She is somewhat established now as a fixture in the neighborhood after the complaints by a few neighbors sent her to the Planning Committee and Zoning Committee, a number of times to each. She was a hot potato that had been dropped in the lap of city government. She was not a corporation and had no tax-exempt status, so she just didn’t fit neatly into the ordinances governing the city. Politicians all, many new to the game and all wanting to do the right thing for the citizens, finally resolved the dilemma of their consciences, I believe, by coming to the conclusion that it was not good politics (government) to try to satisfy the anger of a few by upsetting, possibly, hundreds of fellow citizens. I believe they should be given credit for making difficult decisions.

One day, a gang of kids came running into the House of Hagar, one of them with a badly cut hand. Kate administered first aid, one of her multitude of skills. When asked how he was cut, they replied they were playing in an abandoned house. She admonished them, saying that it was dangerous.

Their response was as a unit — “What are we supposed to do? Where are we supposed to play?”

It seems they were screamed at when trying to climb the fence at the ballfield; then again climbing onto the roof of a shed at the Elk’s Playground; then again for running down the sidewalk and screaming; then again while kicking a ball they had taped together from junk; and now Kate, whom they had grown to trust, was giving them the devil.

Kate asked them to sit down and come up with an idea of what they would like so they could play. After a while, she was interrupted by the boys who said they wanted a “Fun-Raiser.” She, of course, thought they said fundraiser. After the clarification, they explained they wanted a truck outfitted with balls and other toys and games that would go to different locations for a few hours and allow the kids to play with the stuff. They would make these predetermined stops on a schedule.

And the Fun Mobile came into being. Kate wrote a grant and got a used panel truck. Lots of folks pitched in to buy the truck and the toys. The kids got the old paint off the truck using Kate’s hairdryer. The truck had been a plumbing company panel truck. She told them they would have to run the program and explained how an operating board of directors works. The operation is run by the kids with their “Never Bored Board of Directors.”

A young guest at The Fun-Raiser mobile urban playground enjoys her visit.

It is a rousing success and has expanded operations to other parts of the city. West Virginia University has had faculty and students here to observe.

They were present when the Never Bored Board of Directors made a pitch to a local foundation and won their hearts as well as a grant in the most joyous and effective presentation they have seen in 20 years.

Every once in while I show up and try to encourage kids who are interested to draw. I get their attention by doing quick sketches of them. It does it for me because they think I am really good. One kid went into the complex and brought out a stack of notebooks. He has been drawing really good comic strips for years and never showed them to anyone. The next week his father was out bragging about not only the young artist but his other two, also.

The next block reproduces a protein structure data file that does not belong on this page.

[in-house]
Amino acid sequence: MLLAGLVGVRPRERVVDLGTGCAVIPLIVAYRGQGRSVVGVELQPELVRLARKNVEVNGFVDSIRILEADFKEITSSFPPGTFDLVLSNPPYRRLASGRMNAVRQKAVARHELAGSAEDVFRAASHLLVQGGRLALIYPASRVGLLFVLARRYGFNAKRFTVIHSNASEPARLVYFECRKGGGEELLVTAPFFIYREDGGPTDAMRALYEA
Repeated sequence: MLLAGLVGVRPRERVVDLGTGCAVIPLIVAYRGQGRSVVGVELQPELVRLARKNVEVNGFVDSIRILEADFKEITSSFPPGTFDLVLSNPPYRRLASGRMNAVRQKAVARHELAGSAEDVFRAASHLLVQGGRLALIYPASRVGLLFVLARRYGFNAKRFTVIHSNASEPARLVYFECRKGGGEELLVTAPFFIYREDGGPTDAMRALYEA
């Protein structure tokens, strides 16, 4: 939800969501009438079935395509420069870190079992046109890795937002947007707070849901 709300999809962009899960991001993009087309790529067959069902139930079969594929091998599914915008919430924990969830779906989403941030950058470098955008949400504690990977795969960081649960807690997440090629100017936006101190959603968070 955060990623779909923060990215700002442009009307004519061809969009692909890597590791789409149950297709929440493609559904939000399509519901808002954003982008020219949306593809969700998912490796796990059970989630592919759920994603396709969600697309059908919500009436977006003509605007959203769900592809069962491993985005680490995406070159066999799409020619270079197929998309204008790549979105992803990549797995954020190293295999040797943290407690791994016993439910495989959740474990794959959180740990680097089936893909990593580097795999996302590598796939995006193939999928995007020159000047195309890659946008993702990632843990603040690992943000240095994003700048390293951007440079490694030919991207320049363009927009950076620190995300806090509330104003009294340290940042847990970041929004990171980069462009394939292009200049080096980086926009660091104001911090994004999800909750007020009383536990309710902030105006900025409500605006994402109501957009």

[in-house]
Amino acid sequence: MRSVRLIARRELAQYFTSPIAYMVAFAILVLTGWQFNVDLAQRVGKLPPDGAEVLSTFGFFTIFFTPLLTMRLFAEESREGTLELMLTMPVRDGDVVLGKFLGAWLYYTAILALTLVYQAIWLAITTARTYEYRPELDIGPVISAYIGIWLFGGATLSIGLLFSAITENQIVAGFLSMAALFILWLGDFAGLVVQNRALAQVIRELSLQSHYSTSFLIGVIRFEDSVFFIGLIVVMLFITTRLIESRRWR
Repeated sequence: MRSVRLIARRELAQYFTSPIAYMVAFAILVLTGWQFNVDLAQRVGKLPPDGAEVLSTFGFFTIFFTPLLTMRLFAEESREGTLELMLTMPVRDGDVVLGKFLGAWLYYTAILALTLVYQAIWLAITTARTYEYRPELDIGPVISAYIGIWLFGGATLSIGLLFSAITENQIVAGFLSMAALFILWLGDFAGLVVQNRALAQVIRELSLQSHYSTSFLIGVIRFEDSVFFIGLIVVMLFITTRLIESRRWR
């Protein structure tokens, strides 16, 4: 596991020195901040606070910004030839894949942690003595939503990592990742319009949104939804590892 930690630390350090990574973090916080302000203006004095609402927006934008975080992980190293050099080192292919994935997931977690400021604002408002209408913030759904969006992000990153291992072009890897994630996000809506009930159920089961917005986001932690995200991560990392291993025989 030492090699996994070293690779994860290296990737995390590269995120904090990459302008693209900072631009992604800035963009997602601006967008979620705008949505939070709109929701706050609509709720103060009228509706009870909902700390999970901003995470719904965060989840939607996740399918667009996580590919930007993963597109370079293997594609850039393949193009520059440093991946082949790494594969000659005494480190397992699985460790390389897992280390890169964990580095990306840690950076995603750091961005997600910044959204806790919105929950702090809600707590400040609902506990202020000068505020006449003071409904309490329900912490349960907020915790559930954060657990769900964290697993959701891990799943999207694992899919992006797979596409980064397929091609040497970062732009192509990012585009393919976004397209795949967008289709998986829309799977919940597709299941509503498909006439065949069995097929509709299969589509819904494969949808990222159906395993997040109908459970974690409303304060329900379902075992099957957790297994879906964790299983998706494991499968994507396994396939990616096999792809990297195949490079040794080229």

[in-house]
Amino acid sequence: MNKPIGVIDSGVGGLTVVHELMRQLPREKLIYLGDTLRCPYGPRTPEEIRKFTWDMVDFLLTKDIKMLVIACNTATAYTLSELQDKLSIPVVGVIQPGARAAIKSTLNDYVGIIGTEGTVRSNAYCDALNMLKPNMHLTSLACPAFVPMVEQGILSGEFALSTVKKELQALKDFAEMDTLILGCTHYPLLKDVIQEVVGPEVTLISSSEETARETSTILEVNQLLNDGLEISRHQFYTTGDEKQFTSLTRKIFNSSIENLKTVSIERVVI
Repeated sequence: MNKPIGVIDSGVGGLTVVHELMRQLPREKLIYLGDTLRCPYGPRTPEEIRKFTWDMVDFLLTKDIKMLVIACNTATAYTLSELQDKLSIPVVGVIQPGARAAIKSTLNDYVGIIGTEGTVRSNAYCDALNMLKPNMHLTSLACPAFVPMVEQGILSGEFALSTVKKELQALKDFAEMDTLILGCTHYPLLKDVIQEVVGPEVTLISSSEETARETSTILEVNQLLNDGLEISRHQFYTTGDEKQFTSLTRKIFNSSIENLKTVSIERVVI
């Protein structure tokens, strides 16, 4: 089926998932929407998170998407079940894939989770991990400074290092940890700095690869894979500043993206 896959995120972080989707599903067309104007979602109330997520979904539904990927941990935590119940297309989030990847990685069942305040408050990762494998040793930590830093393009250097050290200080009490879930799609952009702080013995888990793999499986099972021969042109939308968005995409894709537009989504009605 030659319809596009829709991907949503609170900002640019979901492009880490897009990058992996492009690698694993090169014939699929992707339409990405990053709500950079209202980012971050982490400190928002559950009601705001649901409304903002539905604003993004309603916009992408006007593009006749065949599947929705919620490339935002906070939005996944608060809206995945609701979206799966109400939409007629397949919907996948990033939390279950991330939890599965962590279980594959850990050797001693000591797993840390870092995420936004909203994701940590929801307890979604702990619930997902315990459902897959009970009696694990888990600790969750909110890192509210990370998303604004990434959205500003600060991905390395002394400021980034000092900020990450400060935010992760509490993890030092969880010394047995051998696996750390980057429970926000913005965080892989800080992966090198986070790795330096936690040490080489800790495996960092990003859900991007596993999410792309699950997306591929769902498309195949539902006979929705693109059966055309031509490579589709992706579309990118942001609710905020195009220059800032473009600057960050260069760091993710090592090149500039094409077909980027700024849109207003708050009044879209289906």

That Friday, on arrival and walking up to the Exley Center, this heavyset little boy with slits for eyes came running out to greet me, stretching out his hand yelling, “Hi, Bill.” I thought Kate had put him up to it. She told me she had noticed he was always by himself and asked him why he wasn’t playing with the other kids. He was ridiculed for being fat. Kate asked him what he would really like to do, and he immediately said a puppeteer. He now puts on shows, has a following and is the cock of the walk. His greeting to me was his own stuff.


What do these people have in common, that is, the ones working in Africa, and the ones working in East Wheeling? It is not “programs.” It may be that they have discovered a good approach to happiness by not trying to change anyone but themselves, which enables them to love their fellow human beings by being with them and listening with their hearts to the hearts of those who are really only different on the outside.

And aren’t we all different together? An old illiterate sign painter who had the same disease told me years ago, “God never made two people alike and, if he did, one of them wouldn’t be necessary.” A Merton-like statement who said we are not only interrelated but also interdependent.

A Life

Beating this cold iron*

on the anvil of God

seems like futile work.

Until we activate

the bellows of love

and then the hot fire

will reshape the iron.

And the bang-clang

of the hammer

becomes the clear ring

of truth taking shape.

Bill Hogan, August 2019

*The first line “borrowed” from Rumi.

Bill Hogan, born and raised in Wheeling, West Virginia, is a graduate of the University of Notre Dame and worked in the worlds of finance, real estate and alcoholism rehabilitation. Bill has six children and three grandchildren. He and his second wife, Susan Hogan, served in the U.S. Peace Corps from 1987-90 in Benin, West Africa. Now retired, he is a trustee of the Schenk Foundation, an artist, a writer and self-proclaimed “highly skilled dispenser of bull.”